We stand, in terms of history and population, in China’s margin.

My wife submitted this commentary. “Only in America.”

So, with haz-mat suits at the ready, a quick response team stood on alert Thursday, the day after the satellite was destroyed, to head anyplace on Earth that the pieces of a lame satellite shot down by the U.S. Navy might fall.

And for the ultimate dichotomy: inside the “Toxic Space-Only Rocket Fuel Mop Up Kit” do you know what you’ll find?

Kitty litter.

Only in America.

Next time you have a cat stuck in a tree or sewer or a hunk of burning space debris smoldering on your lawn, dial 911.

Only in America.

American has ambulances almost everywhere.  In India, they pack you into the back seat of a taxi and hope for the best.

My friends in the world community will forgive me for this.  Others will castigate me.  But I believe in the wonder and wonders of America.

I live in a land of Boundless Technology and Brilliant Youth.

It might not always be so.

But for now, as my wife says, “Only in America.”

F-15 grounding strains U.S. air defenses

December 27, 2007
By SCOTT LINDLAW, Associated Press Writer
December 27, 2007 

FRESNO, Calif. – The grounding of hundreds of F-15s because of dangerous structural defects is straining the nation’s air defense network, forcing some states to rely on their neighbors’ fighter jets for protection, and Alaska to depend on the Canadian military.

The F-15 is the sole fighter at many of the 16 or so “alert” sites around the country, where planes and pilots stand ready to take off at a moment’s notice to intercept hijacked airliners, Cessnas that wander into protected airspace, and other threats.

The Air Force grounded about 450 F-15s after one of the fighters began to break apart in the air and crashed Nov. 2 in Missouri. An Air Force investigation found “possible fleet-wide airworthiness problems” because of defects in the ….

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Flaw may permanently ground 160 jets, Air Force general says

Pentagon Eyes High-Speed Missiles for Stealth Aircraft

December 24, 2007

By Robert Wall and Douglas Barrie
Aviation Week and Space Technology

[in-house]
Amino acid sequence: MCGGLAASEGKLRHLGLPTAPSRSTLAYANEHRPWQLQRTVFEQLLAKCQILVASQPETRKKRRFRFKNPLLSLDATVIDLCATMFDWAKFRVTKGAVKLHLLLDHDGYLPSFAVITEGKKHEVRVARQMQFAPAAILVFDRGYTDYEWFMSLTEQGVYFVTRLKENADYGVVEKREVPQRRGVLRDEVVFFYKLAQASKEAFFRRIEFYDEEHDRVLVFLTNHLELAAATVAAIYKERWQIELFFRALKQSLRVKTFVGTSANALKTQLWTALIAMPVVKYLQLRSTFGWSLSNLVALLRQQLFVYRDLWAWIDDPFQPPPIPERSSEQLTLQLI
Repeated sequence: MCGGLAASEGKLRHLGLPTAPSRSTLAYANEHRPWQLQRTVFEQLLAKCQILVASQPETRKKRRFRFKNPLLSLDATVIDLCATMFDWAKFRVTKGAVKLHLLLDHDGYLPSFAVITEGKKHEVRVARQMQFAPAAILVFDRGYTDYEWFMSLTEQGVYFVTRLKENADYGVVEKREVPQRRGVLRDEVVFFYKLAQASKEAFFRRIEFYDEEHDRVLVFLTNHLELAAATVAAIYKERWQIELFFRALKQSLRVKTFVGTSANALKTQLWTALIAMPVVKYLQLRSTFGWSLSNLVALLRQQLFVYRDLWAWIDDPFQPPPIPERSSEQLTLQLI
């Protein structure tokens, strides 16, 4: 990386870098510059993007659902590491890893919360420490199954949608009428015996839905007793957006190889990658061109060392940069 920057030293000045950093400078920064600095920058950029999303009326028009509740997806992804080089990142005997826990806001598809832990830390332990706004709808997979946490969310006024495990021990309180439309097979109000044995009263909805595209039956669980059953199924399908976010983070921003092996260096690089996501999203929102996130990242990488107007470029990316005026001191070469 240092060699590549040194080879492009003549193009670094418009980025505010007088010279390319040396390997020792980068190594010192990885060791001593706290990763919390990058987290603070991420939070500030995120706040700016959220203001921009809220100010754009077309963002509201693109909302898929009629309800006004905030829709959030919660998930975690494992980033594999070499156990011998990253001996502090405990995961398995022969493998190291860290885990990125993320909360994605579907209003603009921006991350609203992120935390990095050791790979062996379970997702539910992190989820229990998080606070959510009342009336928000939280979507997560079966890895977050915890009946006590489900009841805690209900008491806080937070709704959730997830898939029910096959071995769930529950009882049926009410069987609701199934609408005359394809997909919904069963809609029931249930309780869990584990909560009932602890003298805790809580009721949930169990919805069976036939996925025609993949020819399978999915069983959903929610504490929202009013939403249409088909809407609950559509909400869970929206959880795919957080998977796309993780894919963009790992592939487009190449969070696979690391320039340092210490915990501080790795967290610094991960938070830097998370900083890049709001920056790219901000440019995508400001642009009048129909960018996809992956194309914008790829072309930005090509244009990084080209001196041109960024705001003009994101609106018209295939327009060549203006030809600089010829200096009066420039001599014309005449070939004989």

December 23, 2007

The U.S. military is increasingly interested in developing a new generation of high-speed air-to-surface missiles that could be integrated into stealth aircraft to attack an enemy’s radar sites or fleeting targets.

U.S. Air Force planners are anxious about enhancements in air defense technology, worrying that as powerful computer processing becomes more ubiquitous and network cabling becomes cheaper, adversaries can link radar systems of different types to raise their chances of spotting and potentially shooting down even low-observable aircraft.

Although the military is putting much effort into using directed-energy and network attack tools to thwart such threats, the kinetic kill approach hasn’t fallen out of favor entirely. One reason is that the initial generation of directed-energy systems will still require aircraft to get comparatively close to a threat, while missiles can be launched at greater stand-off ranges. The missiles themselves could also be candidates for directed-energy warheads.

There has been frustration among weapon developers that the U.S. and Europe have not done more to push high-speed technology, with a few exceptions such as the European rocket/ramjet-powered Meteor air-to-air missile. Russia has ramjet-powered air-to-surface weapons in its inventory, and China and India are also pursuing this area aggressively, bemoans a European industry official.

But the situation may be changing. One emerging project, for instance, is a Raytheon initiative to design a ramjet-powered version of the AGM-88 High-Speed Anti-Radiation Missile (HARM), according to a company official. Raytheon has been exploring various options for a ramjet motor, which would be paired with an enhanced HARM front end.

The ramjet concept now undergoing more detailed systems analysis at Raytheon would use an asymmetric intake configuration, with the two ducts on opposite sides of the missile body. The motor would be paired with a standard 10-in.-dia. missile frame, says a European industry official.

In addition to the anti-radar role, the weapon would be aimed to meet the Pentagon’s persistent requirement for higher-speed strike weapons to eliminate time-sensitive targets, which can move quickly and often prove elusive. A HARM coupled with the high-speed motor would likely feature guidance enhancements enabling it to strike coordinates even if a target is not emitting.

Raytheon is working with Diehl Defense to try to interest the German government in the HARM Destruction of Enemy Air Defenses Attack Module (HDAM), an upgrade of the basic weapon which includes an inertial measurement unit/global positioning system for enhanced precision. Germany at one point funded Diehl to develop its own ramjet-powered anti-radar missile, Armiger, but the military ran out of funding.

HARM’s 10-in. diameter would be an integration problem on smaller stealth aircraft, but one U.S. official suggests the effort could be aimed at long-standing U.S. Air Force interest in integrating such a weapon on the B-2 bomber.

The F-22 and F-35 Joint Strike Fighter might potentially be outfitted with reduced-diameter weapons. But they would require much smaller missiles because of the limited space in their internal weapons bays. Even a 7.5-in.-dia. missile could have fit problems because of the inlet ducts and control surfaces, says one industry official who has looked at the problem.